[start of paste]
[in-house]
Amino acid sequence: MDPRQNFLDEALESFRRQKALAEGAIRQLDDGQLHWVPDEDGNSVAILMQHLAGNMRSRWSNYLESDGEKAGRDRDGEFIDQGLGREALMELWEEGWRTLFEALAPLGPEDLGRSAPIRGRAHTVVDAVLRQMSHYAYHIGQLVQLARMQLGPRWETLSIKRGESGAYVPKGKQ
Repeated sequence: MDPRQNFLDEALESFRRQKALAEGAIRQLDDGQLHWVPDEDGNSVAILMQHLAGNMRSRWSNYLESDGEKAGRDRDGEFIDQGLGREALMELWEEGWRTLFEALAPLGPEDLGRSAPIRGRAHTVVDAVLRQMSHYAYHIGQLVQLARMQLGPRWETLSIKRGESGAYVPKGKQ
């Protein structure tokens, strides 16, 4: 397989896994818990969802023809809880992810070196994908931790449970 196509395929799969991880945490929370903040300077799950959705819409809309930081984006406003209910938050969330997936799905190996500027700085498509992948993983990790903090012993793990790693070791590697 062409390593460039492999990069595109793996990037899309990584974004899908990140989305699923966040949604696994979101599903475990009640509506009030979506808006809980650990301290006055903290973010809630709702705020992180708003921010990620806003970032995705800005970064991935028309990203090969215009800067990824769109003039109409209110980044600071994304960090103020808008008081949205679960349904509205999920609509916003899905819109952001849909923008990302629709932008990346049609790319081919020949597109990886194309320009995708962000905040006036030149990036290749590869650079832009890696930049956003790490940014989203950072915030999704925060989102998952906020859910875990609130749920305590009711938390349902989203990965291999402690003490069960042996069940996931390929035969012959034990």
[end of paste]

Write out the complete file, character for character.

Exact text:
[in-house]
Amino acid sequence: MDPRQNFLDEALESFRRQKALAEGAIRQLDDGQLHWVPDEDGNSVAILMQHLAGNMRSRWSNYLESDGEKAGRDRDGEFIDQGLGREALMELWEEGWRTLFEALAPLGPEDLGRSAPIRGRAHTVVDAVLRQMSHYAYHIGQLVQLARMQLGPRWETLSIKRGESGAYVPKGKQ
Repeated sequence: MDPRQNFLDEALESFRRQKALAEGAIRQLDDGQLHWVPDEDGNSVAILMQHLAGNMRSRWSNYLESDGEKAGRDRDGEFIDQGLGREALMELWEEGWRTLFEALAPLGPEDLGRSAPIRGRAHTVVDAVLRQMSHYAYHIGQLVQLARMQLGPRWETLSIKRGESGAYVPKGKQ
């Protein structure tokens, strides 16, 4: 397989896994818990969802023809809880992810070196994908931790449970 196509395929799969991880945490929370903040300077799950959705819409809309930081984006406003209910938050969330997936799905190996500027700085498509992948993983990790903090012993793990790693070791590697 062409390593460039492999990069595109793996990037899309990584974004899908990140989305699923966040949604696994979101599903475990009640509506009030979506808006809980650990301290006055903290973010809630709702705020992180708003921010990620806003970032995705800005970064991935028309990203090969215009800067990824769109003039109409209110980044600071994304960090103020808008008081949205679960349904509205999920609509916003899905819109952001849909923008990302629709932008990346049609790319081919020949597109990886194309320009995708962000905040006036030149990036290749590869650079832009890696930049956003790490940014989203950072915030999704925060989102998952906020859910875990609130749920305590009711938390349902989203990965291999402690003490069960042996069940996931390929035969012959034990």